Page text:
Adm. Mark Ferguson, Vice Chief of Naval Operations, offered a revealing look at the future of the Navy if budget cuts are approved.
The admiral gave the keynote address at the recent opening of the ONR (Office of Naval Research) Naval S&T (science and technology) Partnership Conference and ASNE Expo.
Speaking to a capacity crowd as keynote speaker, Ferguson said the Navy is already working hard to do more across the globe-with less resources. "The implications of trying to absorb a 9.4 percent cut on top of the significant reductions we've already done in fiscal year 2013 budgets, will have a very significant impact on the workforce, on the research and development (R&D) accounts-on everything," said Ferguson.
Without some sort of adjustment by Congress, currently the subject of discussion on Capitol Hill, the nearly 10 percent across-the-board Department of Defense budget cuts are slated to commence in 2013 and continue for 10 years.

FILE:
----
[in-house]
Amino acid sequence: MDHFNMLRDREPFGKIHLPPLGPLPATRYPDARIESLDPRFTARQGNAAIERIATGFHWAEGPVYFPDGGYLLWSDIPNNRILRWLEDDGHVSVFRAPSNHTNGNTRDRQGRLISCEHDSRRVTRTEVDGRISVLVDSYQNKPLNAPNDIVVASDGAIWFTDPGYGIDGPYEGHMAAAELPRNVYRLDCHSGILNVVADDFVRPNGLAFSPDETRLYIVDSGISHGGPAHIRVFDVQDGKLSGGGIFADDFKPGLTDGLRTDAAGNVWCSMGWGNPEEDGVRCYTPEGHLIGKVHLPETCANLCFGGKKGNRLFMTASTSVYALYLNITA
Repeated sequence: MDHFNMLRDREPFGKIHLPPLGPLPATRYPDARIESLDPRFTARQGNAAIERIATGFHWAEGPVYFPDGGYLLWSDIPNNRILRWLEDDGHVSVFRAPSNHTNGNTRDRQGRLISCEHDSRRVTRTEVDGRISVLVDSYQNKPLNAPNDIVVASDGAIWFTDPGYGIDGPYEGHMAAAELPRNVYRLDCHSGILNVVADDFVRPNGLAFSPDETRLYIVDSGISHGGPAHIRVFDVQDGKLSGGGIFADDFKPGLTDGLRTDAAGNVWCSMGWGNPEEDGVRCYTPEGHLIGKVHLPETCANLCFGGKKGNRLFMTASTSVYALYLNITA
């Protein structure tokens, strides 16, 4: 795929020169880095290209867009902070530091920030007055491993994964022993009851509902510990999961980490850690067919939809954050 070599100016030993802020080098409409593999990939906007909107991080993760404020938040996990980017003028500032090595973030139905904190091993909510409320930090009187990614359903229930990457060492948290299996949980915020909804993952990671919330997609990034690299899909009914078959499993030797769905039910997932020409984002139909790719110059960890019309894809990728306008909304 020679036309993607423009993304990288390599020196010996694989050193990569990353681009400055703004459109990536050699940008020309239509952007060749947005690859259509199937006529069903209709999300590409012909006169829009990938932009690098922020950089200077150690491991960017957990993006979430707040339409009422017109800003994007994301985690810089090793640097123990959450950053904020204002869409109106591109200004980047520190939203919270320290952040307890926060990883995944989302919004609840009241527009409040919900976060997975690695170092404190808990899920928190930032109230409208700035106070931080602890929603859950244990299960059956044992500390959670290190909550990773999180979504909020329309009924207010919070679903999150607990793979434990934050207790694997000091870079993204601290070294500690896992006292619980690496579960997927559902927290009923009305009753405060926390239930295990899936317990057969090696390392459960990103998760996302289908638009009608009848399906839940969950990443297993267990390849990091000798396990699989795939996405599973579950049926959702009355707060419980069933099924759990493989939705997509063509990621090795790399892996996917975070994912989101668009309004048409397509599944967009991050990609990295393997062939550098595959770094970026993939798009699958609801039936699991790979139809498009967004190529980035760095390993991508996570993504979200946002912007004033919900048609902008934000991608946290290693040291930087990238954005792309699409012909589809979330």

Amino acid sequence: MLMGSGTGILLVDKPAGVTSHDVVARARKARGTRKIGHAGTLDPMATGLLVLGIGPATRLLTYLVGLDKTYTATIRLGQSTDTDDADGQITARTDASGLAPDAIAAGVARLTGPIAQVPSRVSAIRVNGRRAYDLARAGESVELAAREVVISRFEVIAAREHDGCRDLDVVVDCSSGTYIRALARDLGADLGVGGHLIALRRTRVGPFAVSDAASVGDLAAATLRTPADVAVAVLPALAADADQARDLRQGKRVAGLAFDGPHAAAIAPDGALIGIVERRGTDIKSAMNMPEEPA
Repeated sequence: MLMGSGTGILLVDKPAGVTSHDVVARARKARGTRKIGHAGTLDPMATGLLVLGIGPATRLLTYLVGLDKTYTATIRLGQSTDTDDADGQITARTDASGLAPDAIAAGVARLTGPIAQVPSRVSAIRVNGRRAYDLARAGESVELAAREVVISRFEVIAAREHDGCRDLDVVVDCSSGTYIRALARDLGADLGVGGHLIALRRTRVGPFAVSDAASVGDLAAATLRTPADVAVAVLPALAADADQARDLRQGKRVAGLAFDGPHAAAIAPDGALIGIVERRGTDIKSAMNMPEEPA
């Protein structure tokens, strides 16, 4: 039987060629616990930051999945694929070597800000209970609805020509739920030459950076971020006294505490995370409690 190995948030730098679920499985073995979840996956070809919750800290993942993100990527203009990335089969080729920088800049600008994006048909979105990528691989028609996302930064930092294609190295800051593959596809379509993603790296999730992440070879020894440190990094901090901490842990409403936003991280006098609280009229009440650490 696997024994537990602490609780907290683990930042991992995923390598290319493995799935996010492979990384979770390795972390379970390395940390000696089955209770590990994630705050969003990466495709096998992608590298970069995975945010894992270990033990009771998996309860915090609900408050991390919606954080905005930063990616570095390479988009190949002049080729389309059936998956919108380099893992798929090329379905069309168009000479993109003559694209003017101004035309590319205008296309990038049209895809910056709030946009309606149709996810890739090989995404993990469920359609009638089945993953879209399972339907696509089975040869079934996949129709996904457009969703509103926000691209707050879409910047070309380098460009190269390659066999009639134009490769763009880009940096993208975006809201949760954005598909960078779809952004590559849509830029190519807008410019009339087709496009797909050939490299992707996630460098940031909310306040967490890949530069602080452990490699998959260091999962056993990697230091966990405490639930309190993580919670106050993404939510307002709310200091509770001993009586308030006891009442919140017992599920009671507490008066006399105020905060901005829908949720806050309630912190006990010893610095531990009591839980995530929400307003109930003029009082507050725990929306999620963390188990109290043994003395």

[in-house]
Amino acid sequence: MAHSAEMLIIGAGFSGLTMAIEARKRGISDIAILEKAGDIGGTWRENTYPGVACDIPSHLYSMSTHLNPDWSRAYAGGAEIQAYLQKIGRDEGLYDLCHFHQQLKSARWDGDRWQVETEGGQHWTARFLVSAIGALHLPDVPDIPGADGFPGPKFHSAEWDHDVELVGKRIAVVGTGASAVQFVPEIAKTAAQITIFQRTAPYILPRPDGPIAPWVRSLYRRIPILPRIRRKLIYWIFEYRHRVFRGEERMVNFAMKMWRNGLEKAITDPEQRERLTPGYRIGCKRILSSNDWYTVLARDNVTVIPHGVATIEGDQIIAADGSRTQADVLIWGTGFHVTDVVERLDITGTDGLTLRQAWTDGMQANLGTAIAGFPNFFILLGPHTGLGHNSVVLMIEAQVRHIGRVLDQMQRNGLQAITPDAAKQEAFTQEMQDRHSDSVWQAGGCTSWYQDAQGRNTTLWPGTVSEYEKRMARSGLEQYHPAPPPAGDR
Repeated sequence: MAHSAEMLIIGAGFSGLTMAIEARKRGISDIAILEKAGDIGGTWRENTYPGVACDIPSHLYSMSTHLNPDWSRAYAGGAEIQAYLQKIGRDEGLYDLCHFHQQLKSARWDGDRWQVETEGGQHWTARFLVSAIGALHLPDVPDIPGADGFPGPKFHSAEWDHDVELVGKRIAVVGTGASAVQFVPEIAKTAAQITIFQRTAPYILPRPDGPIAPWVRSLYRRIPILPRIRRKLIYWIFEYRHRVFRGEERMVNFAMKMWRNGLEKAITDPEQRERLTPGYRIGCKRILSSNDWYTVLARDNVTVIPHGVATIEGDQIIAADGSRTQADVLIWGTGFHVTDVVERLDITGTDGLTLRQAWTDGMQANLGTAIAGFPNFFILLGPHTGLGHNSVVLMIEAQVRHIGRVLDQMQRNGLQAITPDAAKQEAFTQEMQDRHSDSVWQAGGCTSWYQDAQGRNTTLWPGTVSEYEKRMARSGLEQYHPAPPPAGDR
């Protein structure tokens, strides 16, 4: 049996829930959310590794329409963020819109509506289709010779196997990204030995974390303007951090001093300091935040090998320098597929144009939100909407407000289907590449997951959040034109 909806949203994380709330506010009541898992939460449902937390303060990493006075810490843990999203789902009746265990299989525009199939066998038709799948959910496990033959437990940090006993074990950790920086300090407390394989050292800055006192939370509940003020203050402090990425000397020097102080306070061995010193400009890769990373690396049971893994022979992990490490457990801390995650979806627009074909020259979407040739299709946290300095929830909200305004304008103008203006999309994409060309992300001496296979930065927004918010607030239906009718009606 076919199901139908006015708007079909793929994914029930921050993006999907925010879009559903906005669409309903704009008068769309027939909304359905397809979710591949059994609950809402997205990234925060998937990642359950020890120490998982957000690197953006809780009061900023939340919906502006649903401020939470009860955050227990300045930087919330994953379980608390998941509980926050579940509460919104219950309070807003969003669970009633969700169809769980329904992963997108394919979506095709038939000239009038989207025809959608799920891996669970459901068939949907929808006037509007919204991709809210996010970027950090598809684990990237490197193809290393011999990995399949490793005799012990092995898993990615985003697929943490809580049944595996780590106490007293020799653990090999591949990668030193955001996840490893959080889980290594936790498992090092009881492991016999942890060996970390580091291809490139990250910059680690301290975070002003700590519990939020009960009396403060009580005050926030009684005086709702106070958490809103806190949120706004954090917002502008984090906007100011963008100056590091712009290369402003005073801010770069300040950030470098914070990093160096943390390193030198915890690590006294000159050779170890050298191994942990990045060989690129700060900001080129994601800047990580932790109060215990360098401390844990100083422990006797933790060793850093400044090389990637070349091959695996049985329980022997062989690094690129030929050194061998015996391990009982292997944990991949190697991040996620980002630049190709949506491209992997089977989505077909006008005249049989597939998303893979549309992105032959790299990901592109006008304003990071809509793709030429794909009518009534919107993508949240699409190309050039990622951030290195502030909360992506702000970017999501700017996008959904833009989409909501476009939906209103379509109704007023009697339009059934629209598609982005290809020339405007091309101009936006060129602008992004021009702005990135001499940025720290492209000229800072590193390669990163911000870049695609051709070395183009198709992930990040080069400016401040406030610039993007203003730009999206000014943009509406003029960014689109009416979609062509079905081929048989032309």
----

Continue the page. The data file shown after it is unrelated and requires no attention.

The admiral stated he is personally hopeful lawmakers will moderate the cuts before they kick in, but noted that if no adjustments are made, the long-term as well as immediate effect on the Navy will be heavy.
"If you project out 10 years-remember the budget control act talks about 10 years of reductions- now you start talking about a fleet reduced to about 230-235 ships," he said. "Now you start talking about reduction of manpower commensurate with that. Now you start talking about the reduction of money going to warfare centers, to R&D efforts."